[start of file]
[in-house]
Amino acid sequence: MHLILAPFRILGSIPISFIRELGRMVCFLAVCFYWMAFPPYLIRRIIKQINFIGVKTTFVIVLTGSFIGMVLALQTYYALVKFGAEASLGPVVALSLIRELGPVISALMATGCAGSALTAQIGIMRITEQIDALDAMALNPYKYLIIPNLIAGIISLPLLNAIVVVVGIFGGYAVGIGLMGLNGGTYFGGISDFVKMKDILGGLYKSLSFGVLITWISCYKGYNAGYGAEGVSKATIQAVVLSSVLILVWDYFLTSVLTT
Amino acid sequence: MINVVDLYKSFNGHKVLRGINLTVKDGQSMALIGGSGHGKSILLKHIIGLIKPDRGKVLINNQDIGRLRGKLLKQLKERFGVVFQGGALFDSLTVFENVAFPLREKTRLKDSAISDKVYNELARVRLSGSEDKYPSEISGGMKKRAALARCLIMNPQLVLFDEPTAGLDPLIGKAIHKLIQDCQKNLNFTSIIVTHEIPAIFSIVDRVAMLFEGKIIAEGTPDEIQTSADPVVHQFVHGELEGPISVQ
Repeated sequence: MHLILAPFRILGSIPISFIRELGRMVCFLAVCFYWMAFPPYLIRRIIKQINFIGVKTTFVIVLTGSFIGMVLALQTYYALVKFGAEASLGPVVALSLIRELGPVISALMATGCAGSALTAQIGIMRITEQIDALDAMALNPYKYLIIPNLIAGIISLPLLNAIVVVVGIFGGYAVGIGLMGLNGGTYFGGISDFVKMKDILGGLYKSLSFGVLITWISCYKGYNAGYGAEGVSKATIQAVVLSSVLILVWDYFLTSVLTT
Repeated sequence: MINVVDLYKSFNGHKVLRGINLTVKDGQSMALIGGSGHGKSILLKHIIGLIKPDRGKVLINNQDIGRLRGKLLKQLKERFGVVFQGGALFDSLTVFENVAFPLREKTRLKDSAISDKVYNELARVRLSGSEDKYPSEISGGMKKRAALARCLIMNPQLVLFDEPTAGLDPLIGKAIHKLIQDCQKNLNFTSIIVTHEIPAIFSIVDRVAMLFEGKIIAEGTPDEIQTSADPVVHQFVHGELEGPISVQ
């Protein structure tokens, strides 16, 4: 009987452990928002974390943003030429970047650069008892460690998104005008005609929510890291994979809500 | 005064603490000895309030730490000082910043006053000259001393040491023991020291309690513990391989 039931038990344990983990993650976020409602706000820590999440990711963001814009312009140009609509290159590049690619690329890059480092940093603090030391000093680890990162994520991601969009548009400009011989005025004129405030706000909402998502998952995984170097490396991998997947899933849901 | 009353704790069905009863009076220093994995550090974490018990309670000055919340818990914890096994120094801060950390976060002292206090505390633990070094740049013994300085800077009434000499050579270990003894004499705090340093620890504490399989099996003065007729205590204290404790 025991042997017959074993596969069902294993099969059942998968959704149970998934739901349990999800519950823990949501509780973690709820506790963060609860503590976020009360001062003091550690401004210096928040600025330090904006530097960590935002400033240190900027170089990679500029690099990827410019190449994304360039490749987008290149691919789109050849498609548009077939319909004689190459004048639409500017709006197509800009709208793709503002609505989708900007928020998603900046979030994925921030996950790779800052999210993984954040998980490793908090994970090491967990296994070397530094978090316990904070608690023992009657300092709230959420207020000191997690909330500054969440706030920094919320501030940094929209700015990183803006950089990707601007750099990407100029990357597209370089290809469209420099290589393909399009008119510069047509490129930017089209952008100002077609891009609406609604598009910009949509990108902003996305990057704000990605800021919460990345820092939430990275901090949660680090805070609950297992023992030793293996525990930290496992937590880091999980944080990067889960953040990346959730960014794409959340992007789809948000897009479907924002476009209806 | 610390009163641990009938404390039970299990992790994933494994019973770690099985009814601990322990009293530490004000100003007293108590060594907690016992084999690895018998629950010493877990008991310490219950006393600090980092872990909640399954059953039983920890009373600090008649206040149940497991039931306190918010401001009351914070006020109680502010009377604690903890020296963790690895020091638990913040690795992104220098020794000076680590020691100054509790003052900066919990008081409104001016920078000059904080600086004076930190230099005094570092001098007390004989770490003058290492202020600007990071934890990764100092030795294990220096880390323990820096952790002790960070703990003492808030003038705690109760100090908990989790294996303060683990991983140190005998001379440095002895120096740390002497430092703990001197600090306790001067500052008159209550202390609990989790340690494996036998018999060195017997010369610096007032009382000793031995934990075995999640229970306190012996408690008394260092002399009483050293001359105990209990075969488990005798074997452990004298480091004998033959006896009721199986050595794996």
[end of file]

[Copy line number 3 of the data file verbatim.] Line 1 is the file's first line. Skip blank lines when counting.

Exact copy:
Amino acid sequence: MINVVDLYKSFNGHKVLRGINLTVKDGQSMALIGGSGHGKSILLKHIIGLIKPDRGKVLINNQDIGRLRGKLLKQLKERFGVVFQGGALFDSLTVFENVAFPLREKTRLKDSAISDKVYNELARVRLSGSEDKYPSEISGGMKKRAALARCLIMNPQLVLFDEPTAGLDPLIGKAIHKLIQDCQKNLNFTSIIVTHEIPAIFSIVDRVAMLFEGKIIAEGTPDEIQTSADPVVHQFVHGELEGPISVQ